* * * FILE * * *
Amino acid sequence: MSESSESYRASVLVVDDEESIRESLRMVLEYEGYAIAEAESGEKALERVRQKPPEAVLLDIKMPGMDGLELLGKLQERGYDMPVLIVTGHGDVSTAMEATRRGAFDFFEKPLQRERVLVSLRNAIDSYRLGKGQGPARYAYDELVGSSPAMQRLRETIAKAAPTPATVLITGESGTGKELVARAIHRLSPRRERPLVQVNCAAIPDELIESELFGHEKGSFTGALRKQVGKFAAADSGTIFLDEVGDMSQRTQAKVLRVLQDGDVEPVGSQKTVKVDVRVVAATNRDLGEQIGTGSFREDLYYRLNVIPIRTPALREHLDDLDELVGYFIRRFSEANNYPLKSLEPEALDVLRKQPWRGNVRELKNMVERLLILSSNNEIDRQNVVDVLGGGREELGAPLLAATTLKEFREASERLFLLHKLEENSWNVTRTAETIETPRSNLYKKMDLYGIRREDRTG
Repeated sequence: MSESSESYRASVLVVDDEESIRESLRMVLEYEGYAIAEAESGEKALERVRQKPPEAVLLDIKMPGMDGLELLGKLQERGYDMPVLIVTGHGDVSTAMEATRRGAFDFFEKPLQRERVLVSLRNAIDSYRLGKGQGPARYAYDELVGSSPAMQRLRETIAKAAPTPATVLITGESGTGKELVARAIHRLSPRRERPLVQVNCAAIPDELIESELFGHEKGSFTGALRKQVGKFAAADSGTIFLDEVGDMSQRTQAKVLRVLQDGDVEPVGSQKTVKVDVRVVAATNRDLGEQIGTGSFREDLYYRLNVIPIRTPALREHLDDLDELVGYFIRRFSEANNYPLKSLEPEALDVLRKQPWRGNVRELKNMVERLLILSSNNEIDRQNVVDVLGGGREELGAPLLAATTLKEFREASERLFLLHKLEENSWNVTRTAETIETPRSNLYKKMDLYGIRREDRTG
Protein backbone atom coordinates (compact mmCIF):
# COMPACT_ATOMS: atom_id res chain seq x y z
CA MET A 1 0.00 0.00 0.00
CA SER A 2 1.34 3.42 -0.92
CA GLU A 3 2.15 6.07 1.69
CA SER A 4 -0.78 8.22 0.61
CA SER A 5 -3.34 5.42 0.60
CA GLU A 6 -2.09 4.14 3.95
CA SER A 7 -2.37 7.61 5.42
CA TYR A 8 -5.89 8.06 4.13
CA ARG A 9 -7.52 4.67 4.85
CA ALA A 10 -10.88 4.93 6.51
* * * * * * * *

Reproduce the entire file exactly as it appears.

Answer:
Amino acid sequence: MSESSESYRASVLVVDDEESIRESLRMVLEYEGYAIAEAESGEKALERVRQKPPEAVLLDIKMPGMDGLELLGKLQERGYDMPVLIVTGHGDVSTAMEATRRGAFDFFEKPLQRERVLVSLRNAIDSYRLGKGQGPARYAYDELVGSSPAMQRLRETIAKAAPTPATVLITGESGTGKELVARAIHRLSPRRERPLVQVNCAAIPDELIESELFGHEKGSFTGALRKQVGKFAAADSGTIFLDEVGDMSQRTQAKVLRVLQDGDVEPVGSQKTVKVDVRVVAATNRDLGEQIGTGSFREDLYYRLNVIPIRTPALREHLDDLDELVGYFIRRFSEANNYPLKSLEPEALDVLRKQPWRGNVRELKNMVERLLILSSNNEIDRQNVVDVLGGGREELGAPLLAATTLKEFREASERLFLLHKLEENSWNVTRTAETIETPRSNLYKKMDLYGIRREDRTG
Repeated sequence: MSESSESYRASVLVVDDEESIRESLRMVLEYEGYAIAEAESGEKALERVRQKPPEAVLLDIKMPGMDGLELLGKLQERGYDMPVLIVTGHGDVSTAMEATRRGAFDFFEKPLQRERVLVSLRNAIDSYRLGKGQGPARYAYDELVGSSPAMQRLRETIAKAAPTPATVLITGESGTGKELVARAIHRLSPRRERPLVQVNCAAIPDELIESELFGHEKGSFTGALRKQVGKFAAADSGTIFLDEVGDMSQRTQAKVLRVLQDGDVEPVGSQKTVKVDVRVVAATNRDLGEQIGTGSFREDLYYRLNVIPIRTPALREHLDDLDELVGYFIRRFSEANNYPLKSLEPEALDVLRKQPWRGNVRELKNMVERLLILSSNNEIDRQNVVDVLGGGREELGAPLLAATTLKEFREASERLFLLHKLEENSWNVTRTAETIETPRSNLYKKMDLYGIRREDRTG
Protein backbone atom coordinates (compact mmCIF):
# COMPACT_ATOMS: atom_id res chain seq x y z
CA MET A 1 0.00 0.00 0.00
CA SER A 2 1.34 3.42 -0.92
CA GLU A 3 2.15 6.07 1.69
CA SER A 4 -0.78 8.22 0.61
CA SER A 5 -3.34 5.42 0.60
CA GLU A 6 -2.09 4.14 3.95
CA SER A 7 -2.37 7.61 5.42
CA TYR A 8 -5.89 8.06 4.13
CA ARG A 9 -7.52 4.67 4.85
CA ALA A 10 -10.88 4.93 6.51